An Italian court found six scientists guilty of manslaughter Monday for failing to predict the L’Aquila earthquake that killed more than 300 people in 2009, according to CNN.
The six scientists from the National Institute of Geophysical Volcanology (INGV) and the Civil Protection Agency were charged $10 million in damages.
Seismologists around the world expressed shock at the court’s decision noting that earthquakes are impossible to accurately predict.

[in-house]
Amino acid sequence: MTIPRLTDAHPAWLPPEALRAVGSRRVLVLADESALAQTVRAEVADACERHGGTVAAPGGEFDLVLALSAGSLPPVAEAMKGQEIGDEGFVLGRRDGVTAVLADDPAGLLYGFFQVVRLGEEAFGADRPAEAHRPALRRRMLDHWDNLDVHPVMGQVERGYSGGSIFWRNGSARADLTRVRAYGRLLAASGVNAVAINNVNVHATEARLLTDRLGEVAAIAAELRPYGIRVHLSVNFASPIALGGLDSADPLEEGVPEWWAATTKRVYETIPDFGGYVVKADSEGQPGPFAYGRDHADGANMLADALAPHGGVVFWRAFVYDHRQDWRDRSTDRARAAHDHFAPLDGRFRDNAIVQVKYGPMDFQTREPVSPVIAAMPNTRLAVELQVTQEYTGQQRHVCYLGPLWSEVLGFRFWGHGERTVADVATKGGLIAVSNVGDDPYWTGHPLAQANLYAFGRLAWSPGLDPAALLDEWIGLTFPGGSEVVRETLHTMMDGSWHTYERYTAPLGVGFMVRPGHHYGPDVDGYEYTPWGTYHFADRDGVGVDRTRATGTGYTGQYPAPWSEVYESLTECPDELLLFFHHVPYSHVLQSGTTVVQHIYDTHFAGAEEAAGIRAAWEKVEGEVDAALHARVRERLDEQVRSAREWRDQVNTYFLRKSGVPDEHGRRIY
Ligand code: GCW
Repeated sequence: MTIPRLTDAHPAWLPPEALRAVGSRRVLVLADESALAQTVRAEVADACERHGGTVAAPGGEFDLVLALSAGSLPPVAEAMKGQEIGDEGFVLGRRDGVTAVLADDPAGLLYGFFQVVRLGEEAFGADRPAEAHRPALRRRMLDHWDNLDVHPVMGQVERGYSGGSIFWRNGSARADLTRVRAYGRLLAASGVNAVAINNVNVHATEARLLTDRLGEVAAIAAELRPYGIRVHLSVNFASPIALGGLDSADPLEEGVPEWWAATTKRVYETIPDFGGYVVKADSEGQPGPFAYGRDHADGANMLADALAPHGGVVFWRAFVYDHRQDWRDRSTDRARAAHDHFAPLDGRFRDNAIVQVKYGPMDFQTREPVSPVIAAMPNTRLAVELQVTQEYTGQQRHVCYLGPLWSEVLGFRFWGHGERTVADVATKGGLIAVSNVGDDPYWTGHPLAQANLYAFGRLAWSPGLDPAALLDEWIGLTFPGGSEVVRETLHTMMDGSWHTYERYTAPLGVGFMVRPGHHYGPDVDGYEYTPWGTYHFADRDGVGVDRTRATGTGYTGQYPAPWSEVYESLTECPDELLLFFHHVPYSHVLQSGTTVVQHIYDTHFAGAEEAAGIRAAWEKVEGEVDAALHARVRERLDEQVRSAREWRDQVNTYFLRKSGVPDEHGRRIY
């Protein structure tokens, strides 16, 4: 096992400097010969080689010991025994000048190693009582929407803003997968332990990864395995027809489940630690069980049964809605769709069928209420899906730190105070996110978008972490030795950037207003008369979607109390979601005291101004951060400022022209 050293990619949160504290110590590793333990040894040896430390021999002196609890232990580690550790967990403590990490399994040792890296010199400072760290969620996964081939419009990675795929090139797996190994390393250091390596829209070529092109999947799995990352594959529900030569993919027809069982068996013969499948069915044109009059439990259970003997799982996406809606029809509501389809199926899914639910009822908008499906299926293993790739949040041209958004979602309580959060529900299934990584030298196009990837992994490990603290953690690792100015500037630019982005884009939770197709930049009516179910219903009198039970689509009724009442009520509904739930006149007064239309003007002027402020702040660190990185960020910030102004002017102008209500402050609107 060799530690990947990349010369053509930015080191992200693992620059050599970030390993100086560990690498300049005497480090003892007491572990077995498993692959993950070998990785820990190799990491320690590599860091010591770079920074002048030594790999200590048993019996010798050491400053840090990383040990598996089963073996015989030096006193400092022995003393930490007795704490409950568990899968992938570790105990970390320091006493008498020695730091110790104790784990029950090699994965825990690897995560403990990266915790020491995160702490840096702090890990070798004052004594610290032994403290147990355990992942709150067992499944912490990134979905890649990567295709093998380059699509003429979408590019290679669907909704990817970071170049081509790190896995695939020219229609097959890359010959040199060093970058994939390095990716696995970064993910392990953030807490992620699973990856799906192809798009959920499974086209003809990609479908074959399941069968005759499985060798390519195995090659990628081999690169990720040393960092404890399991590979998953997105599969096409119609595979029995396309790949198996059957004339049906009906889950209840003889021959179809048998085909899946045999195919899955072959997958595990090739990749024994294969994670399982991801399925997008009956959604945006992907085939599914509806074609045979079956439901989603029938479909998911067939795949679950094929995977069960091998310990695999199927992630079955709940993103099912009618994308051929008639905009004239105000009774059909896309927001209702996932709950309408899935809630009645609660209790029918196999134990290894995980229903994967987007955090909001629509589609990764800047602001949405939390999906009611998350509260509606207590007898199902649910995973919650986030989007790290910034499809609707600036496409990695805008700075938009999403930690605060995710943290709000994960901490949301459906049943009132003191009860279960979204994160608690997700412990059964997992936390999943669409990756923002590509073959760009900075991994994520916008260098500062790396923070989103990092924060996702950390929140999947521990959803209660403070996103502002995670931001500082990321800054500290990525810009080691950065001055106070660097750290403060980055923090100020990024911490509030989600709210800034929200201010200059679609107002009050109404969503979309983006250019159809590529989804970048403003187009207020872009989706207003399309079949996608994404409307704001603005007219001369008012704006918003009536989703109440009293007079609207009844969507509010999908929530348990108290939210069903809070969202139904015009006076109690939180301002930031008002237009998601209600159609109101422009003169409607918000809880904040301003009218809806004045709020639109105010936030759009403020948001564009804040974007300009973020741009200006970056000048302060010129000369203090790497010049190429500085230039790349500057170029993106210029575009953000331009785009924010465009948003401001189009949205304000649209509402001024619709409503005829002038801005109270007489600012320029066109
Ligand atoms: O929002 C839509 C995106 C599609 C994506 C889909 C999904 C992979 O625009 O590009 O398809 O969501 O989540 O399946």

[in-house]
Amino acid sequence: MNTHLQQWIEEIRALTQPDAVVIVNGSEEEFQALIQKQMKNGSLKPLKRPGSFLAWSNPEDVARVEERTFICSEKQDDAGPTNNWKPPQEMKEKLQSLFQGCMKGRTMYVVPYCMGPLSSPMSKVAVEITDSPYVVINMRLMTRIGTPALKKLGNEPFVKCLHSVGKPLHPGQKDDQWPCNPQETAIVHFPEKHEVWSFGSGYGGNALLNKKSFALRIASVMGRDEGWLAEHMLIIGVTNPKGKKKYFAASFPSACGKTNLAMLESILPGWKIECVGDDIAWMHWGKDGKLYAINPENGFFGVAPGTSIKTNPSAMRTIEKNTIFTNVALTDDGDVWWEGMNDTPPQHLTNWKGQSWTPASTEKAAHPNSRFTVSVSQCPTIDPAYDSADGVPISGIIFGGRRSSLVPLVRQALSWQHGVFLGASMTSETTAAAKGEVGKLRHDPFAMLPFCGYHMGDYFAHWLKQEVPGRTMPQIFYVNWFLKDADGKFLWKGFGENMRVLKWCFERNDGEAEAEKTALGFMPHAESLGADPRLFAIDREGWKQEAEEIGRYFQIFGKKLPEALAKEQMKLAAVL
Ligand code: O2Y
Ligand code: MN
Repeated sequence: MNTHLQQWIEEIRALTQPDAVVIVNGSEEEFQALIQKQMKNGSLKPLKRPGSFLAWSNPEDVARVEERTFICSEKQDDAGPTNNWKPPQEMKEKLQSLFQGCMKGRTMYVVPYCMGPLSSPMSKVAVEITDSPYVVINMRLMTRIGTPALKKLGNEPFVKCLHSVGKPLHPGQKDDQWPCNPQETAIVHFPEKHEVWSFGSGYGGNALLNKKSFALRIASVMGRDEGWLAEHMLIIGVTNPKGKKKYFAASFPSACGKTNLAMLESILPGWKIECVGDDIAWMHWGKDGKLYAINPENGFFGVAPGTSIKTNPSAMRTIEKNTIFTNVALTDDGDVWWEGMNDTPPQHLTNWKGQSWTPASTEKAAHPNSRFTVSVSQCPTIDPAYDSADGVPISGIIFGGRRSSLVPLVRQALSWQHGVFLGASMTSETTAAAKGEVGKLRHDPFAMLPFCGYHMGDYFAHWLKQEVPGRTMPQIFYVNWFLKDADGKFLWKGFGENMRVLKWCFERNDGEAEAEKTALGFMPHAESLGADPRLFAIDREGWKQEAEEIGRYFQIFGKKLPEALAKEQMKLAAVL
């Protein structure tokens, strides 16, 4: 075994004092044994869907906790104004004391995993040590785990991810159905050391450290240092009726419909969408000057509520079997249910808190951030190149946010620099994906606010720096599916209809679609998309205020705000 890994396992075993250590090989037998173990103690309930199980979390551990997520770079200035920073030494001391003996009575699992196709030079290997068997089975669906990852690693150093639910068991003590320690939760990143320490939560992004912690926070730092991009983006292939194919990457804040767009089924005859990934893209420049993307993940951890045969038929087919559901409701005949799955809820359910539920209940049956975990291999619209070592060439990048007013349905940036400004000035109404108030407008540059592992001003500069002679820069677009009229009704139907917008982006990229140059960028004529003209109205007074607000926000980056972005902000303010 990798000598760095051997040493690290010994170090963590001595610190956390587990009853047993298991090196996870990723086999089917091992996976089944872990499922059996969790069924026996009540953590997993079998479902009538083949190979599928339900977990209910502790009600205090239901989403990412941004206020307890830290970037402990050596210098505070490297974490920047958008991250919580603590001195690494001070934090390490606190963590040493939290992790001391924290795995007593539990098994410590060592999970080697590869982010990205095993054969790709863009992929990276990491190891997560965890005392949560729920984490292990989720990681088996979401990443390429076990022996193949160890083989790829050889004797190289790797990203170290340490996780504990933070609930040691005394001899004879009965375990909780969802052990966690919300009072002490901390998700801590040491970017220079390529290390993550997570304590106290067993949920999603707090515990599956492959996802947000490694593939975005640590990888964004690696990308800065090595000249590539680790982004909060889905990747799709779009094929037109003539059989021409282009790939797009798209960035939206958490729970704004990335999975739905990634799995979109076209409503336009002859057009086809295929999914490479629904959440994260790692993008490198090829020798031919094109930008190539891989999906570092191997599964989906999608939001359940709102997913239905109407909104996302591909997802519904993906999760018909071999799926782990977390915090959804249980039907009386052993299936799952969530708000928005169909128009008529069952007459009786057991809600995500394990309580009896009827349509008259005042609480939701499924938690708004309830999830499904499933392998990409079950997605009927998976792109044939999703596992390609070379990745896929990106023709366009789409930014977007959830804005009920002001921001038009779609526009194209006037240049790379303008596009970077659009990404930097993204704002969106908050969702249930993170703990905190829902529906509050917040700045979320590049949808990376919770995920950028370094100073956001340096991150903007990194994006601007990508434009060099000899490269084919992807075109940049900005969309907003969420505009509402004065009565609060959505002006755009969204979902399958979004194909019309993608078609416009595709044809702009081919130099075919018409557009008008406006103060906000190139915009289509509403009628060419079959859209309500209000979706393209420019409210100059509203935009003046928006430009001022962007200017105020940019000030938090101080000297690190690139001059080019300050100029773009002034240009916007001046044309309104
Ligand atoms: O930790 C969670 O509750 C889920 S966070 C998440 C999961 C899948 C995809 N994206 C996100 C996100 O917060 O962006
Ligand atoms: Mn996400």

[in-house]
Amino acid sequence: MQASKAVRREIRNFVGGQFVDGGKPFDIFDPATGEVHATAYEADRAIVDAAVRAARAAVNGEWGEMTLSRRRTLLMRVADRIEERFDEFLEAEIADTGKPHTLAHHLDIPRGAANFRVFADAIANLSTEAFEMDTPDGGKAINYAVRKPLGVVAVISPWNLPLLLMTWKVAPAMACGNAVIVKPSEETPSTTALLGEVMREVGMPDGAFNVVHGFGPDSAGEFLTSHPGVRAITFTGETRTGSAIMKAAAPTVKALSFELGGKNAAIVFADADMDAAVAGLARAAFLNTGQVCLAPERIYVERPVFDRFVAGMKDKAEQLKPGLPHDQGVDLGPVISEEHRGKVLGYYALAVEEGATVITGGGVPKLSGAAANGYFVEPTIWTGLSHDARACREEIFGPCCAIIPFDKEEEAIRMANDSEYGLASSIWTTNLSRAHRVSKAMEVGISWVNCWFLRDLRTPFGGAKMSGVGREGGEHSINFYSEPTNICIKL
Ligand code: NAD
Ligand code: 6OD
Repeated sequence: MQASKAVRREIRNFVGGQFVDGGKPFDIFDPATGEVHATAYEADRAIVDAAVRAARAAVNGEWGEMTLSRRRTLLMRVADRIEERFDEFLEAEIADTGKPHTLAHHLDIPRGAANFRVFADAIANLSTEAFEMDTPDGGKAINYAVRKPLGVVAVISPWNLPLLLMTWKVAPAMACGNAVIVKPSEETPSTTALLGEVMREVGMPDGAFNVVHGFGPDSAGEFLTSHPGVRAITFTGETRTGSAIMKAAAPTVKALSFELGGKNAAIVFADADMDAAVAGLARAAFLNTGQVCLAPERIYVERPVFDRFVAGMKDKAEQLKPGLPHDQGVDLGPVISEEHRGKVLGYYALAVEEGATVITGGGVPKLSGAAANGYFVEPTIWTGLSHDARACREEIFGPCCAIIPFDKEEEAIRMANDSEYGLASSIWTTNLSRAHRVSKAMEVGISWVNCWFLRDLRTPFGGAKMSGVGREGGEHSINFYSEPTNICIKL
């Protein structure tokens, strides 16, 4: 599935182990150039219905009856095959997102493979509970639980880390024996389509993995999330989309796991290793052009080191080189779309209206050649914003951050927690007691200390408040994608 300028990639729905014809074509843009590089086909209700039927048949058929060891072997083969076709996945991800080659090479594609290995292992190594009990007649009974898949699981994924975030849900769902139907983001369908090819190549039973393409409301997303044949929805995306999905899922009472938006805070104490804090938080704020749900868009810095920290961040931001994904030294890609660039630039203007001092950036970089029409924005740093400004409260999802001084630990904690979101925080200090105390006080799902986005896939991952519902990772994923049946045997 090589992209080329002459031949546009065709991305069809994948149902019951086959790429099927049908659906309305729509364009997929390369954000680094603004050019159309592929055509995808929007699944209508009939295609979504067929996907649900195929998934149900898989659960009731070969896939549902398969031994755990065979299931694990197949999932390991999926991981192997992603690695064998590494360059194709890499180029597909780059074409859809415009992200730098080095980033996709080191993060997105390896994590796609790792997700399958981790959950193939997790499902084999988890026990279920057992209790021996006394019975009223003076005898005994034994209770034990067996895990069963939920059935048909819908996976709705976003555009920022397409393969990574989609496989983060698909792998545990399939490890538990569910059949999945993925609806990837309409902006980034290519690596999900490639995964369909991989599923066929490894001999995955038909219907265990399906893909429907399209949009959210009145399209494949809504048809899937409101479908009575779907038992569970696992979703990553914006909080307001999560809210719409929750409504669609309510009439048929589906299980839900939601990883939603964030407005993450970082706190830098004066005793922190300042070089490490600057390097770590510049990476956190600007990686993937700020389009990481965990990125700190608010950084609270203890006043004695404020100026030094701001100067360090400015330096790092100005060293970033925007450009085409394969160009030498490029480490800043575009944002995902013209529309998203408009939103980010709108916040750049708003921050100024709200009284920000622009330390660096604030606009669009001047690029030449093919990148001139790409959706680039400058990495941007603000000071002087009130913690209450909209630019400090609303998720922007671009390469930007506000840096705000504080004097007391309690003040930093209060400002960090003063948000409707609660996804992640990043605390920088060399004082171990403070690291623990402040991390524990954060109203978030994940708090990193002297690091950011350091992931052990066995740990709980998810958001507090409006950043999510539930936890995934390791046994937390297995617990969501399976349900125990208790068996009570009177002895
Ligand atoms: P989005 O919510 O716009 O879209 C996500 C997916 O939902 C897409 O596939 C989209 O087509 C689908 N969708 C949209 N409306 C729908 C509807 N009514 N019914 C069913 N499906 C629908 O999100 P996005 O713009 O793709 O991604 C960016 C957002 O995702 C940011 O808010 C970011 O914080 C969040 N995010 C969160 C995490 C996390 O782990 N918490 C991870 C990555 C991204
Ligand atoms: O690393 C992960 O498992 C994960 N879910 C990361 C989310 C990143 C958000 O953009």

David Oglesby, associate professor in Earth sciences of UC Riverside said that if scientists are held personally and legally responsible for making such predictions, fewer scientists would communicate their research.
Former seismologist of INGV, Domenico Giardi, said that the issue was bad communication, rather than a miscalculation.
The Italian geophysics institute said the ruling “threatens to undermine one of the cornerstones of scientific research: that of freedom of investigation, of open and transparent discussion and sharing of results.”